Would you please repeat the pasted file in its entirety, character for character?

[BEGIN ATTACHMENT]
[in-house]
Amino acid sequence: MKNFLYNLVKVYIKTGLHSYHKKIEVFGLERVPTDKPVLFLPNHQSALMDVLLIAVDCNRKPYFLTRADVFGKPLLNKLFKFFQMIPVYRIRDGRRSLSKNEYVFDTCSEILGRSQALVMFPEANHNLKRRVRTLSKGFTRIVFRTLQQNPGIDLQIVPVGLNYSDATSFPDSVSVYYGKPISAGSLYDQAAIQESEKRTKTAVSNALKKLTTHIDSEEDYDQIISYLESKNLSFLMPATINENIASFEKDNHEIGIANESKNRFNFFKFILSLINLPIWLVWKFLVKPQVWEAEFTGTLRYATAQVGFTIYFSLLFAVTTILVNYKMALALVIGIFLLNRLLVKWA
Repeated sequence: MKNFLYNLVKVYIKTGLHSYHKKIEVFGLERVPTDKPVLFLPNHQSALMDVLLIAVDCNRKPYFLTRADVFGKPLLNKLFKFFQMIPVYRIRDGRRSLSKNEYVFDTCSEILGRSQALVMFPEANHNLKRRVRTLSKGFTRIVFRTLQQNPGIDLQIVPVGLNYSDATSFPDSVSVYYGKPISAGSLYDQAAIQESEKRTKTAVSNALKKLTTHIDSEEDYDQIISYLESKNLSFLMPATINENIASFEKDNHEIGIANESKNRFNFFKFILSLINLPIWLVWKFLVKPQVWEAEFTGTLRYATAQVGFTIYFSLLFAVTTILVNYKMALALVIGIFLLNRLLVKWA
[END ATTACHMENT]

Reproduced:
[in-house]
Amino acid sequence: MKNFLYNLVKVYIKTGLHSYHKKIEVFGLERVPTDKPVLFLPNHQSALMDVLLIAVDCNRKPYFLTRADVFGKPLLNKLFKFFQMIPVYRIRDGRRSLSKNEYVFDTCSEILGRSQALVMFPEANHNLKRRVRTLSKGFTRIVFRTLQQNPGIDLQIVPVGLNYSDATSFPDSVSVYYGKPISAGSLYDQAAIQESEKRTKTAVSNALKKLTTHIDSEEDYDQIISYLESKNLSFLMPATINENIASFEKDNHEIGIANESKNRFNFFKFILSLINLPIWLVWKFLVKPQVWEAEFTGTLRYATAQVGFTIYFSLLFAVTTILVNYKMALALVIGIFLLNRLLVKWA
Repeated sequence: MKNFLYNLVKVYIKTGLHSYHKKIEVFGLERVPTDKPVLFLPNHQSALMDVLLIAVDCNRKPYFLTRADVFGKPLLNKLFKFFQMIPVYRIRDGRRSLSKNEYVFDTCSEILGRSQALVMFPEANHNLKRRVRTLSKGFTRIVFRTLQQNPGIDLQIVPVGLNYSDATSFPDSVSVYYGKPISAGSLYDQAAIQESEKRTKTAVSNALKKLTTHIDSEEDYDQIISYLESKNLSFLMPATINENIASFEKDNHEIGIANESKNRFNFFKFILSLINLPIWLVWKFLVKPQVWEAEFTGTLRYATAQVGFTIYFSLLFAVTTILVNYKMALALVIGIFLLNRLLVKWA